We know of his bizarre behavior, like placing his piano in an indoor sandbox (but then, that's kind of cool), his initial reign as leader of the Beach Boys, his bout with mental illness, his emotional decline, and his dubious, then strong attempts to come back after all of it.
But that matters little. For Brian Wilson, the negative is just shadowy background for the positive. We also know that his early band was only called Carl and the Passions in an attempt to get his little brother as excited about making music as he was, that he was responsible for all of the Beach Boys' production by 1962 (an anomalous feat at the time) and the catalyst in getting them their own studio space. And we know that he could deconstruct and reconstruct everything from Gershwin to the Four Freshmen, then churn out his own gem after sun-kissed gem, eventually shaping the entire notion of the '60s, of California dreaming. What was avant-garde at the time was also so accessible, thanks in part to Brian Wilson's vision, that it became pop.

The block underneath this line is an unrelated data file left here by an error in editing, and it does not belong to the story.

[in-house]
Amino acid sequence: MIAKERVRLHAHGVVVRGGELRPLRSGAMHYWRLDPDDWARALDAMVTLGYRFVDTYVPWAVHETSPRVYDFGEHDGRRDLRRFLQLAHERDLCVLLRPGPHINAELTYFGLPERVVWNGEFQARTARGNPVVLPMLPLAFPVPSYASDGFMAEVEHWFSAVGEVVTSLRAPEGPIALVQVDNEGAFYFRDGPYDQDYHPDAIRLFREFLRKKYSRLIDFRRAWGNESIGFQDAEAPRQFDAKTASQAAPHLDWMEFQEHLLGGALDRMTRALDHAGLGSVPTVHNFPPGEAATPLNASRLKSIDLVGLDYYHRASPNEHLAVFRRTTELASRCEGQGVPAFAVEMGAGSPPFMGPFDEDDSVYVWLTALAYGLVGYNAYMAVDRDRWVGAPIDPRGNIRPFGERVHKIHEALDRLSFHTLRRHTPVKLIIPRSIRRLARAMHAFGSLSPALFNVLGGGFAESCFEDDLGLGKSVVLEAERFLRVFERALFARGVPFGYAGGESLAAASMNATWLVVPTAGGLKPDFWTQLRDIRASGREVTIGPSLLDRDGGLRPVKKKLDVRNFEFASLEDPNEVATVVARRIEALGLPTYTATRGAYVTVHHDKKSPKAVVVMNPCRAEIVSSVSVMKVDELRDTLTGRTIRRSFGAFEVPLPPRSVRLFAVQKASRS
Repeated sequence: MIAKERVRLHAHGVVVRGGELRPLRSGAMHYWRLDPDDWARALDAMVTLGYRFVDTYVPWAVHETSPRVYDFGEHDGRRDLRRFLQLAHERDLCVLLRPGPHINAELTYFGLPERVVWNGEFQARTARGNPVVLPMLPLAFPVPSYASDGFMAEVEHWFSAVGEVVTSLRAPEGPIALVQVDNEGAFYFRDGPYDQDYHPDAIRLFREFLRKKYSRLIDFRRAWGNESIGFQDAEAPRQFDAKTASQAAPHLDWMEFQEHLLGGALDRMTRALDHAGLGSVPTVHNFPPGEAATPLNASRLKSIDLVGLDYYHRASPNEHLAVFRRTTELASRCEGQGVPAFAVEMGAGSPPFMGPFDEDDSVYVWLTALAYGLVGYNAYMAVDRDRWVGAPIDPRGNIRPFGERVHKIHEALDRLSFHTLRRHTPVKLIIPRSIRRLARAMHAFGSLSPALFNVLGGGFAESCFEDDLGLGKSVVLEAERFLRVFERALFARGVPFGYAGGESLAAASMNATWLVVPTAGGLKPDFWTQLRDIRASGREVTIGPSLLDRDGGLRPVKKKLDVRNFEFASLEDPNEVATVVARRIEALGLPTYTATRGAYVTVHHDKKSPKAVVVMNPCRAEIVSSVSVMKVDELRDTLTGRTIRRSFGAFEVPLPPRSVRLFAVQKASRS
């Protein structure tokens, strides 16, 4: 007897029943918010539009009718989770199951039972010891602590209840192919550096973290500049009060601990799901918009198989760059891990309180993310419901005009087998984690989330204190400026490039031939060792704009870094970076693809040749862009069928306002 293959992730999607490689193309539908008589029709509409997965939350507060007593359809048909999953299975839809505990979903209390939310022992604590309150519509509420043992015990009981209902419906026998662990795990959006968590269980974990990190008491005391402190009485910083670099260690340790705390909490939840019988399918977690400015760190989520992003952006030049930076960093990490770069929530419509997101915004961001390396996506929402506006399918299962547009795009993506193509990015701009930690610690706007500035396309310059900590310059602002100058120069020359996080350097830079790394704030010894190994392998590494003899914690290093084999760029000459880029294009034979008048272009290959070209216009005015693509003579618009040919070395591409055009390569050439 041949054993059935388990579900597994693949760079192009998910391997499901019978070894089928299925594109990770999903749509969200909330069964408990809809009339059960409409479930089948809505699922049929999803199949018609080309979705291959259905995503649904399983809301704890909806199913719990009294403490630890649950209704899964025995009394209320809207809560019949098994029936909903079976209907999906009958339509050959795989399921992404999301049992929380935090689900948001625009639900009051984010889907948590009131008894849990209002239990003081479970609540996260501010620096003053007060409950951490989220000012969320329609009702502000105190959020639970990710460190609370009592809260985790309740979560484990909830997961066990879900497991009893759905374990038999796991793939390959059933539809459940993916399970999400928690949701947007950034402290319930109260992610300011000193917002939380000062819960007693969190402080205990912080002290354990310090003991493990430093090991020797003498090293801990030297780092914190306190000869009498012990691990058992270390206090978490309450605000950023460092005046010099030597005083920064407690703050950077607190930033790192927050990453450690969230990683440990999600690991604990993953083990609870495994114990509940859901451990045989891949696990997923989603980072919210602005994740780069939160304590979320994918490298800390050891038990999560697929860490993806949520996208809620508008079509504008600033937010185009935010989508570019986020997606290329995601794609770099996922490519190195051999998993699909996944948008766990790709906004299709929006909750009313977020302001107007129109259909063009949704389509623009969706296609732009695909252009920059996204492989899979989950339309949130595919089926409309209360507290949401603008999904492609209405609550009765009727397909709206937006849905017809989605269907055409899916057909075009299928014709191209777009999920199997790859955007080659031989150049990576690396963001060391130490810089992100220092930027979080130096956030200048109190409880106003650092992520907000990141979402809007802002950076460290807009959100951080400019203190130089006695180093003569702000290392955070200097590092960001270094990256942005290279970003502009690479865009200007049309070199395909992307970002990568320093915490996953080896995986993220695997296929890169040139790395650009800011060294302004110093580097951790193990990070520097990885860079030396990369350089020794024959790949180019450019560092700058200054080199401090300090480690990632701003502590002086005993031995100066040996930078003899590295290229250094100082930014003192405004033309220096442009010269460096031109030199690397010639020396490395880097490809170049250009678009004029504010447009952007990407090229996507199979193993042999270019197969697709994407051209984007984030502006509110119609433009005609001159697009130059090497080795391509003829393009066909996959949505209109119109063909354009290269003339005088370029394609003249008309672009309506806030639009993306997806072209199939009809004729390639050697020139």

Our favorite Brian Wilson: the one singing "Surf's Up." It's ironic that the artwork for the album of the same name was inspired by James Earle Fraser's sculpture End of the Trail. Brian was reaching the end of a proverbial road of sorts, still brilliant as ever, and wrote the song in his sandbox with Van Dyke Parks in one night. "A child is the father of the man," the finalized song goes, a reprise of SMiLE's "Child Is Father of the Man," which was also in production at the time and failing. "Surf's Up" was intended for Smile, an album Wilson claimed would be "a teenage symphony to God." Perhaps "Surf's Up" summarizes its purpose. But given Brian Wilson's troubled but illustrious psyche, his genius, his crystallization of youth and free spirit and love and of real weirdness too -- we'd say every song he penned or co-penned, every single one, is a youthful symphony to God.
Happy birthday, Brian!
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